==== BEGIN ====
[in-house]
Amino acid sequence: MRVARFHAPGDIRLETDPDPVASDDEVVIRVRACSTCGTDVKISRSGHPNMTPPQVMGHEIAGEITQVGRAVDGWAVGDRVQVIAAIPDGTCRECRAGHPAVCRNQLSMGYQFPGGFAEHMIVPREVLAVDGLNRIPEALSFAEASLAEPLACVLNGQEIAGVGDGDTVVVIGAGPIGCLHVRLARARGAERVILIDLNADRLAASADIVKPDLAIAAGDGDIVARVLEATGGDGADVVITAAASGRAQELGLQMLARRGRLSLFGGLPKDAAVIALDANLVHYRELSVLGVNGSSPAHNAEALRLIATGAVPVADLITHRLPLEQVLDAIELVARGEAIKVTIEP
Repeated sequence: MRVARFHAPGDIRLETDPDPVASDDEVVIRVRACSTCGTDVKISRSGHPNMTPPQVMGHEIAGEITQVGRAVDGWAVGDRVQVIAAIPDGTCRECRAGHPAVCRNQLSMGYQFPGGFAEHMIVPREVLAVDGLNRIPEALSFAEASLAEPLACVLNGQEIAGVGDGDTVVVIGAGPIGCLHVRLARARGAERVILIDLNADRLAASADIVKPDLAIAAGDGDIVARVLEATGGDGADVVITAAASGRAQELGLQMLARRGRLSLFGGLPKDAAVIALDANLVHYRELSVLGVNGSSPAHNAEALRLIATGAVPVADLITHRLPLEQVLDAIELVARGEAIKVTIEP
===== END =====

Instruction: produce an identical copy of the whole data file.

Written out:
[in-house]
Amino acid sequence: MRVARFHAPGDIRLETDPDPVASDDEVVIRVRACSTCGTDVKISRSGHPNMTPPQVMGHEIAGEITQVGRAVDGWAVGDRVQVIAAIPDGTCRECRAGHPAVCRNQLSMGYQFPGGFAEHMIVPREVLAVDGLNRIPEALSFAEASLAEPLACVLNGQEIAGVGDGDTVVVIGAGPIGCLHVRLARARGAERVILIDLNADRLAASADIVKPDLAIAAGDGDIVARVLEATGGDGADVVITAAASGRAQELGLQMLARRGRLSLFGGLPKDAAVIALDANLVHYRELSVLGVNGSSPAHNAEALRLIATGAVPVADLITHRLPLEQVLDAIELVARGEAIKVTIEP
Repeated sequence: MRVARFHAPGDIRLETDPDPVASDDEVVIRVRACSTCGTDVKISRSGHPNMTPPQVMGHEIAGEITQVGRAVDGWAVGDRVQVIAAIPDGTCRECRAGHPAVCRNQLSMGYQFPGGFAEHMIVPREVLAVDGLNRIPEALSFAEASLAEPLACVLNGQEIAGVGDGDTVVVIGAGPIGCLHVRLARARGAERVILIDLNADRLAASADIVKPDLAIAAGDGDIVARVLEATGGDGADVVITAAASGRAQELGLQMLARRGRLSLFGGLPKDAAVIALDANLVHYRELSVLGVNGSSPAHNAEALRLIATGAVPVADLITHRLPLEQVLDAIELVARGEAIKVTIEP